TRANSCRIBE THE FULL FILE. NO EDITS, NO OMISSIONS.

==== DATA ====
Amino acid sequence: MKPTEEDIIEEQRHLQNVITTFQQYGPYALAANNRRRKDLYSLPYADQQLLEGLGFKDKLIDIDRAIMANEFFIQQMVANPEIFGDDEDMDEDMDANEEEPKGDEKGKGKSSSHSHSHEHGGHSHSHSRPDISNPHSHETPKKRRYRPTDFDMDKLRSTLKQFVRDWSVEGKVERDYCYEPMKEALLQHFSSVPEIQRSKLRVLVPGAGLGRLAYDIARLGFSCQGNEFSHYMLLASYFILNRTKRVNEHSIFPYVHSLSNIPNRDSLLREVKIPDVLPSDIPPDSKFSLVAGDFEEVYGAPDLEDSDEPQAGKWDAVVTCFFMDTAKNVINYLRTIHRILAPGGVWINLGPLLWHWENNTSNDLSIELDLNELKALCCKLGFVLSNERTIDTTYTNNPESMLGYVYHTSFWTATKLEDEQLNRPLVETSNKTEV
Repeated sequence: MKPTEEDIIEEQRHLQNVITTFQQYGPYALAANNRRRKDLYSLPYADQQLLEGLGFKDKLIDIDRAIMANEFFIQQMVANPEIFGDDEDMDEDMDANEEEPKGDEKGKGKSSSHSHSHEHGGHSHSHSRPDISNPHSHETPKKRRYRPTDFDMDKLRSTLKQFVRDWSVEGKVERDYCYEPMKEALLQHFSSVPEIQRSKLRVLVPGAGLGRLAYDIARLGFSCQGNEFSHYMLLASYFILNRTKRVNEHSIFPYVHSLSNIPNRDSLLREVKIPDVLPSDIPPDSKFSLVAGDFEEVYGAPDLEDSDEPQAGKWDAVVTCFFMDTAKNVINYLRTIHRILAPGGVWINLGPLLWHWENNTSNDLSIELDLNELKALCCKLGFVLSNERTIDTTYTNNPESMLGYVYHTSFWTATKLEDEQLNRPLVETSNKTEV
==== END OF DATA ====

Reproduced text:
Amino acid sequence: MKPTEEDIIEEQRHLQNVITTFQQYGPYALAANNRRRKDLYSLPYADQQLLEGLGFKDKLIDIDRAIMANEFFIQQMVANPEIFGDDEDMDEDMDANEEEPKGDEKGKGKSSSHSHSHEHGGHSHSHSRPDISNPHSHETPKKRRYRPTDFDMDKLRSTLKQFVRDWSVEGKVERDYCYEPMKEALLQHFSSVPEIQRSKLRVLVPGAGLGRLAYDIARLGFSCQGNEFSHYMLLASYFILNRTKRVNEHSIFPYVHSLSNIPNRDSLLREVKIPDVLPSDIPPDSKFSLVAGDFEEVYGAPDLEDSDEPQAGKWDAVVTCFFMDTAKNVINYLRTIHRILAPGGVWINLGPLLWHWENNTSNDLSIELDLNELKALCCKLGFVLSNERTIDTTYTNNPESMLGYVYHTSFWTATKLEDEQLNRPLVETSNKTEV
Repeated sequence: MKPTEEDIIEEQRHLQNVITTFQQYGPYALAANNRRRKDLYSLPYADQQLLEGLGFKDKLIDIDRAIMANEFFIQQMVANPEIFGDDEDMDEDMDANEEEPKGDEKGKGKSSSHSHSHEHGGHSHSHSRPDISNPHSHETPKKRRYRPTDFDMDKLRSTLKQFVRDWSVEGKVERDYCYEPMKEALLQHFSSVPEIQRSKLRVLVPGAGLGRLAYDIARLGFSCQGNEFSHYMLLASYFILNRTKRVNEHSIFPYVHSLSNIPNRDSLLREVKIPDVLPSDIPPDSKFSLVAGDFEEVYGAPDLEDSDEPQAGKWDAVVTCFFMDTAKNVINYLRTIHRILAPGGVWINLGPLLWHWENNTSNDLSIELDLNELKALCCKLGFVLSNERTIDTTYTNNPESMLGYVYHTSFWTATKLEDEQLNRPLVETSNKTEV